This important rule was sent to the Federal Register for publication, and the full text of the regulation was even posted on the EPA website in an "unofficial" version at http://www.epa.gov/ttn/oarpg/t1/fr_notices/bartrule.pdf. Unfortunately, the Card Memo requires the EPA to withdraw this proposed rule. At a minimum, this action will delay needed improvements in air quality. It is also possible that the withdrawn regulation will be substantially weakened by the Bush administration before -- and if -- it is resubmitted for publication in the Federal Register.

The final rule was published in the Federal Register on January 12, 2001, and can be found at 66 FR 3244. This regulation was scheduled to take effect on March 13, 2001, but could be delayed an additional 60 days due to the Card Memorandum. The logging industry may try to greatly increase its logging and construction activities in now-roadless areas during this period of delay.

Part or all of each of these three rules would have taken effect in February 2001, but now the effective dates could be delayed an additional 60 days due to the Card Memorandum. These rules were published in the Federal Register on January 12, 2001 and January 22, 2001, and can be found at 66 FR 3314, 66 FR 7170, and 66 FR 3336.

The final rule was published in the Federal Register on January 22, 2001, and can be found at 66 FR 6976. This important regulation was supposed to take effect on March 23, 2001, but could be delayed an additional 60 days under the Card Memorandum.

The rule was published in the Federal Register on January 17, 2001, and can be found at 66 FR 4500. It was scheduled to take effect on February 16, 2001, but could be delayed an additional 60 days under the Card Memorandum.

The rule was published in the Federal Register on January 18, 2001, and can be found at 66 FR 5002. It was scheduled to take effect on March 19, 2001, but could be delayed an additional 60 days due to the Card Memorandum.

This rule was published in the Federal Register on January 17, 2001, and can be found at 66 FR 4550. It was scheduled to take effect on February 16, 2001, but could be delayed an additional 60 days under the Card Memorandum.

The regulation was published in the Federal Register on January 5, 2001, and can be found at 66 FR 1206. It was scheduled to take effect on March 6, 2001, but could be delayed an additional 60 days due under Card Memorandum.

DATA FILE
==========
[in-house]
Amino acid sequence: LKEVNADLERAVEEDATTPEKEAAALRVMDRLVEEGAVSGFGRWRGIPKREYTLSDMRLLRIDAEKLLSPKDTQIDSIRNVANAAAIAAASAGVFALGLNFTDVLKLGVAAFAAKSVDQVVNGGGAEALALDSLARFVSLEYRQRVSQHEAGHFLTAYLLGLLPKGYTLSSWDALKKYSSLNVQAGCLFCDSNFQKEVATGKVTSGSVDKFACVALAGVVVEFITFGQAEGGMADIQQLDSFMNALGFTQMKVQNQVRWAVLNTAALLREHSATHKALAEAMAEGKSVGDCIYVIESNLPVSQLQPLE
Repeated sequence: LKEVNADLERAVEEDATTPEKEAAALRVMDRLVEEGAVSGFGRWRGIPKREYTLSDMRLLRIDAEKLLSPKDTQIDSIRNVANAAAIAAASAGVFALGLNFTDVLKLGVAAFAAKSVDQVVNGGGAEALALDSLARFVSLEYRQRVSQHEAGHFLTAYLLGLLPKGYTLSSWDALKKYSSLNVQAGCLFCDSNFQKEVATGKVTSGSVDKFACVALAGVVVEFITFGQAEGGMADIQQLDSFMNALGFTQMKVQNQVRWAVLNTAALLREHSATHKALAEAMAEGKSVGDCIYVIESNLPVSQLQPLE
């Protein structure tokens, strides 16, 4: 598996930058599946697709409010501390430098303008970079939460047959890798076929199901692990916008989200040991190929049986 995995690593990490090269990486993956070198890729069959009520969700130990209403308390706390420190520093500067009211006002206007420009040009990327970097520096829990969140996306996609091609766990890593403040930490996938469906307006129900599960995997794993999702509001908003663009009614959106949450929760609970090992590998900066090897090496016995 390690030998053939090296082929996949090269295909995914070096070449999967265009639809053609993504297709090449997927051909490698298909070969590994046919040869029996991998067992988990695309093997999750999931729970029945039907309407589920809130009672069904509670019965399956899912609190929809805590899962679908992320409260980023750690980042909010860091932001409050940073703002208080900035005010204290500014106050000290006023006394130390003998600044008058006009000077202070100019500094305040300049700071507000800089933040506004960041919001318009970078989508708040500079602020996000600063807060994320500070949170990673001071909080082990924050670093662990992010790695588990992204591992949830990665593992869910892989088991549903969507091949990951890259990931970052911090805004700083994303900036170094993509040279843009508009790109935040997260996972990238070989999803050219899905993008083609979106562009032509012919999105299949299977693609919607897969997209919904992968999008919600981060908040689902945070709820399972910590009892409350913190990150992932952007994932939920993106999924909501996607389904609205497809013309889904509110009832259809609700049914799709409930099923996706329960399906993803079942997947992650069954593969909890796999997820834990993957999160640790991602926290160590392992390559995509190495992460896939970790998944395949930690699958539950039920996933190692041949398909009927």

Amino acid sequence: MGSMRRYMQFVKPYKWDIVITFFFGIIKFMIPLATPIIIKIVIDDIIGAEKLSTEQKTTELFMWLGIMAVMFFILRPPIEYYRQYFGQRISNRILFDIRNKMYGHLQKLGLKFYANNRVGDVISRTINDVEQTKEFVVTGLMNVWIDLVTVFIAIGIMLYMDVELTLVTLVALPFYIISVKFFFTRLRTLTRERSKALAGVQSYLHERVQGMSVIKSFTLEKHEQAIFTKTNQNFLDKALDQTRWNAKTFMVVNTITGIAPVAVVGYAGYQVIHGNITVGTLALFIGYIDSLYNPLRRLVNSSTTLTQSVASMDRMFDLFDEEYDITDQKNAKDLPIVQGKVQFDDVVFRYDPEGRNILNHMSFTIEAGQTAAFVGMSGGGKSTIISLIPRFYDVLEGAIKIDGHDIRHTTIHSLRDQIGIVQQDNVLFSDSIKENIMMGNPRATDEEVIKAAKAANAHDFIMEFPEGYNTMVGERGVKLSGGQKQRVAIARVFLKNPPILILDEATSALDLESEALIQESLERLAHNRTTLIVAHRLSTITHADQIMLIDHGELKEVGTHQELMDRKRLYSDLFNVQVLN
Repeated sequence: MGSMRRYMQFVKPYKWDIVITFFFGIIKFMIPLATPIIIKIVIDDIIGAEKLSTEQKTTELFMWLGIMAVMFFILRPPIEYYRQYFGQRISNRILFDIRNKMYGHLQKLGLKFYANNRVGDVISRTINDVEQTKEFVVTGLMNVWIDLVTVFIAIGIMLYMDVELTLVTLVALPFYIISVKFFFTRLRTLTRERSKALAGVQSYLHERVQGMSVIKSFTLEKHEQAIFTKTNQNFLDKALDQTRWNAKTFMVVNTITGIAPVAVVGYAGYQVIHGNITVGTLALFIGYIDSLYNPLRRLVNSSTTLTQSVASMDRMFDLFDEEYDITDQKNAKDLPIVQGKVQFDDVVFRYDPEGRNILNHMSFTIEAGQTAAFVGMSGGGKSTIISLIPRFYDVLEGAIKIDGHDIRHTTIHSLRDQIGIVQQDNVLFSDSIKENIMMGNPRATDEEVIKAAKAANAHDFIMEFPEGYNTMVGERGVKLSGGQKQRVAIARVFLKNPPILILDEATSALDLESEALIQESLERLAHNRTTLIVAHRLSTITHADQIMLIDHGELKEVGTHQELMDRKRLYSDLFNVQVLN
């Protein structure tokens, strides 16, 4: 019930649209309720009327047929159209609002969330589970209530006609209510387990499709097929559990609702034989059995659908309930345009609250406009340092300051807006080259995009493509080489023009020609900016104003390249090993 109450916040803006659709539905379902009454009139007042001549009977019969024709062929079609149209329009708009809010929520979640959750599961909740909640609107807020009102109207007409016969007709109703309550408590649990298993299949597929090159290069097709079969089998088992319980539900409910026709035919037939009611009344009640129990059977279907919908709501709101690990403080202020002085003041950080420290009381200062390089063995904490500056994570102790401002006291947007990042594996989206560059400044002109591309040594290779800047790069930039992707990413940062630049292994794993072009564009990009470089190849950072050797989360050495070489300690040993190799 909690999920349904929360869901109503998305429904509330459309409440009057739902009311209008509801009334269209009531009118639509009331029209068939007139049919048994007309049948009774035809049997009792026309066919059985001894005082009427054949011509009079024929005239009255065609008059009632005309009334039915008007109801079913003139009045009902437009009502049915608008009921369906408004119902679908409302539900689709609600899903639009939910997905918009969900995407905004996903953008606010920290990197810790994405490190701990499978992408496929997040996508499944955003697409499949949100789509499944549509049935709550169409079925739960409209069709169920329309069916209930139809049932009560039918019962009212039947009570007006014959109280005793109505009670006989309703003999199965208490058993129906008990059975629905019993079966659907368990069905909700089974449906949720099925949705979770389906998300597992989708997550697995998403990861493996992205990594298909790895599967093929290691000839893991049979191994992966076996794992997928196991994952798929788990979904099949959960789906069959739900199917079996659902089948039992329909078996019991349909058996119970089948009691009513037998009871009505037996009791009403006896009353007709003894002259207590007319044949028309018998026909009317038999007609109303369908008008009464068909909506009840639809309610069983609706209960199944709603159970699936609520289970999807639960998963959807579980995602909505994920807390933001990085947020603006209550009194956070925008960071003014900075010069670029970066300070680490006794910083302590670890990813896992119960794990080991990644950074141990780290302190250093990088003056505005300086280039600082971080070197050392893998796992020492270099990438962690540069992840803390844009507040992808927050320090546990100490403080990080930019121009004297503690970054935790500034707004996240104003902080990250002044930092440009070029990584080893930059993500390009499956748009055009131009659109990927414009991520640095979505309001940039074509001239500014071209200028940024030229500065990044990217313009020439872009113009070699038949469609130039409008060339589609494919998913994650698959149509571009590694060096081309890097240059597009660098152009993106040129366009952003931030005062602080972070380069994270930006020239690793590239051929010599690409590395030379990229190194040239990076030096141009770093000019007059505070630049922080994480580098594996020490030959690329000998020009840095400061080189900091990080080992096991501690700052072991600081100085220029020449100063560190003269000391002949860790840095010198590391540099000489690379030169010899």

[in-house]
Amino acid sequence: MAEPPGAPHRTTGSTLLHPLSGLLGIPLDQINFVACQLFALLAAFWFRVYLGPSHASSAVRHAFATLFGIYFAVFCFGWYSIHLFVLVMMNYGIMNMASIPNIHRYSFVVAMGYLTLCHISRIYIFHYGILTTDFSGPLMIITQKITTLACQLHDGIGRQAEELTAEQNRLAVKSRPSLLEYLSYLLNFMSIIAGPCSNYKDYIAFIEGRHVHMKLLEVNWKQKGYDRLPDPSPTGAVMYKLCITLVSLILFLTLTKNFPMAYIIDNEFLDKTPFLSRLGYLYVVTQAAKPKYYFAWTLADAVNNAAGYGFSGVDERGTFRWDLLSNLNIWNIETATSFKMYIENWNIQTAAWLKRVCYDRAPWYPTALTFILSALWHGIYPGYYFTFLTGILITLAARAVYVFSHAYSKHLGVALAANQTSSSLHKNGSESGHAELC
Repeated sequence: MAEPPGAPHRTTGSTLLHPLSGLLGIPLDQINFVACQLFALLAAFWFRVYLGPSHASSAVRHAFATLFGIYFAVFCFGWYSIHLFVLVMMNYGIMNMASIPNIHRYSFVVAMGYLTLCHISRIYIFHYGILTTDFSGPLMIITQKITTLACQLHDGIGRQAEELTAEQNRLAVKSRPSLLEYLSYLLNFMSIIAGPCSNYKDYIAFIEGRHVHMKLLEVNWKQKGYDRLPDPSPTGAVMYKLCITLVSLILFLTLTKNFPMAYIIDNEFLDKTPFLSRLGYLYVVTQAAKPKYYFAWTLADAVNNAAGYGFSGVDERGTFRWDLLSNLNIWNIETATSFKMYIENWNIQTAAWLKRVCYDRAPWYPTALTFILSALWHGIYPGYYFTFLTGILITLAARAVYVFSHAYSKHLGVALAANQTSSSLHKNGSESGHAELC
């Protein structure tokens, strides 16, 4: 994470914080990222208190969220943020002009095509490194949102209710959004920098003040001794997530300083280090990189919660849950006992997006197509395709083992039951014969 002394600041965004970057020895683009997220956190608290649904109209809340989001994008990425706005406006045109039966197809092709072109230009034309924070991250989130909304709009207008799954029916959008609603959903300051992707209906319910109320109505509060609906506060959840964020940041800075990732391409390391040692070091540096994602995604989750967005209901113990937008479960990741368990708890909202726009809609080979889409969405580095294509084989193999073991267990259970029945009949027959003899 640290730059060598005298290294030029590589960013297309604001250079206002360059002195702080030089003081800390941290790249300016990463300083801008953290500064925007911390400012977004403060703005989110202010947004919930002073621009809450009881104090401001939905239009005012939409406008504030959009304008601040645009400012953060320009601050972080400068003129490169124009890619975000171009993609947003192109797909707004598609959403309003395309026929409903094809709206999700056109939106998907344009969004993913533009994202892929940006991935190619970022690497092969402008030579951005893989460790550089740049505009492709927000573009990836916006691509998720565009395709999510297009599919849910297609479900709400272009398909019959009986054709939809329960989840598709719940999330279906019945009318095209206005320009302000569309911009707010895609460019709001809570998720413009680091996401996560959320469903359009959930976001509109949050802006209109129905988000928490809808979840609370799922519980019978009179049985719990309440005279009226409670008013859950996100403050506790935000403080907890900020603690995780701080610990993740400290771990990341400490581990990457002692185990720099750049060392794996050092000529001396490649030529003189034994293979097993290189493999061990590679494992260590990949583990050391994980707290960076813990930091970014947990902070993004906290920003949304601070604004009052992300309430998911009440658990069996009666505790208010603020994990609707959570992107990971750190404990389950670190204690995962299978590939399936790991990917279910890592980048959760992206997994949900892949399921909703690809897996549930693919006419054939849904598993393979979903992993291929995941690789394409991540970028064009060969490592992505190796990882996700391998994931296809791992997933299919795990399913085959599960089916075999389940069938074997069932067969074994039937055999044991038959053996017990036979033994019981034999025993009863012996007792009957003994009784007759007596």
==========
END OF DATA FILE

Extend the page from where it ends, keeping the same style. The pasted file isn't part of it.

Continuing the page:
The NPS published a final rule in the Federal Register on January 22, 2001, which can be found at 66 FR 7259. The effective date of this regulation was originally set for February 21, 2001. However, the implementation of this rule will take now effect after the end of the 2001 snowmobile season, because it will be delayed 60 days under the Card Memorandum.

Medicaid

The regulations were published in the Federal Register on January 19, 2001, and can be found at 66 FR 6227. These regulations will be effective on April 19, 2001, but could be delayed an additional 60 days due to the Card Memorandum.

Workplace Health and Safety

The rule was published in the Federal Register on January 18, 2001 and can be found at 66 FR 5196. Its scheduled effective date is July 18, 2001, but could be delayed an additional 60 days under the Card Memorandum.

The new proposed regulations were announced on January 19, 2001, and can be found at 66 FR 5526 and 66 FR 5706. The rules were scheduled to take effect on March 20, 2001, but could be delayed an additional 60 days under the Card Memorandum.

Safeguards to Watch

The following important safeguards are not expected to be affected by the Card Memorandum. However, watch for regulated industries to attempt to use their influence with the Bush Administration to rescind, delay, weaken, or block them.